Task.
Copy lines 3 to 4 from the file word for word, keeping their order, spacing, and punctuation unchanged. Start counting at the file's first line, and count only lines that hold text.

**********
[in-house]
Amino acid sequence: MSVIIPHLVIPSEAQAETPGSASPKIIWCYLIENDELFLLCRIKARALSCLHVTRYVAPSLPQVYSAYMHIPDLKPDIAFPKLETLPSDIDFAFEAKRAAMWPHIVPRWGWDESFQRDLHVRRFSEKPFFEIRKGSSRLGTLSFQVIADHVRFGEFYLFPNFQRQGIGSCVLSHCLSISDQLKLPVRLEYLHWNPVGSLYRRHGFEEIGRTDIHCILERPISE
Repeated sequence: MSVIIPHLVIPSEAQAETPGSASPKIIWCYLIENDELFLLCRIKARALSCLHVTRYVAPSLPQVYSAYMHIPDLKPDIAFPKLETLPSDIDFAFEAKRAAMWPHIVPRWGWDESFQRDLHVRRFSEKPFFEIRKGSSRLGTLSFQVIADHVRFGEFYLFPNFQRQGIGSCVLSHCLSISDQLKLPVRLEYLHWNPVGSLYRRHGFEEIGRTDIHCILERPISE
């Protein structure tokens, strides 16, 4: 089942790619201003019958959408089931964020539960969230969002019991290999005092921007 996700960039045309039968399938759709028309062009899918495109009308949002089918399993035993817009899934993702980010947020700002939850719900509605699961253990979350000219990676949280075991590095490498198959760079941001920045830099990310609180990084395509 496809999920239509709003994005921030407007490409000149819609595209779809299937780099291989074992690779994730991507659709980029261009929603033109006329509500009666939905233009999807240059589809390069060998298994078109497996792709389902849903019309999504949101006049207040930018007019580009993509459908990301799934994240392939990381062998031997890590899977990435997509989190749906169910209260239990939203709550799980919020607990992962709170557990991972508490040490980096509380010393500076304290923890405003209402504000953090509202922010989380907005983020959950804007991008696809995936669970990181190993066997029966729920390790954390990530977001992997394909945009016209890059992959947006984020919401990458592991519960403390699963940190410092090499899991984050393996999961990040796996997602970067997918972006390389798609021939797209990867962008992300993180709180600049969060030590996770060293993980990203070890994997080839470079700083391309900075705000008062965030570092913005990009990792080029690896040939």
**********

Repeated sequence: MSVIIPHLVIPSEAQAETPGSASPKIIWCYLIENDELFLLCRIKARALSCLHVTRYVAPSLPQVYSAYMHIPDLKPDIAFPKLETLPSDIDFAFEAKRAAMWPHIVPRWGWDESFQRDLHVRRFSEKPFFEIRKGSSRLGTLSFQVIADHVRFGEFYLFPNFQRQGIGSCVLSHCLSISDQLKLPVRLEYLHWNPVGSLYRRHGFEEIGRTDIHCILERPISE
């Protein structure tokens, strides 16, 4: 089942790619201003019958959408089931964020539960969230969002019991290999005092921007 996700960039045309039968399938759709028309062009899918495109009308949002089918399993035993817009899934993702980010947020700002939850719900509605699961253990979350000219990676949280075991590095490498198959760079941001920045830099990310609180990084395509 496809999920239509709003994005921030407007490409000149819609595209779809299937780099291989074992690779994730991507659709980029261009929603033109006329509500009666939905233009999807240059589809390069060998298994078109497996792709389902849903019309999504949101006049207040930018007019580009993509459908990301799934994240392939990381062998031997890590899977990435997509989190749906169910209260239990939203709550799980919020607990992962709170557990991972508490040490980096509380010393500076304290923890405003209402504000953090509202922010989380907005983020959950804007991008696809995936669970990181190993066997029966729920390790954390990530977001992997394909945009016209890059992959947006984020919401990458592991519960403390699963940190410092090499899991984050393996999961990040796996997602970067997918972006390389798609021939797209990867962008992300993180709180600049969060030590996770060293993980990203070890994997080839470079700083391309900075705000008062965030570092913005990009990792080029690896040939």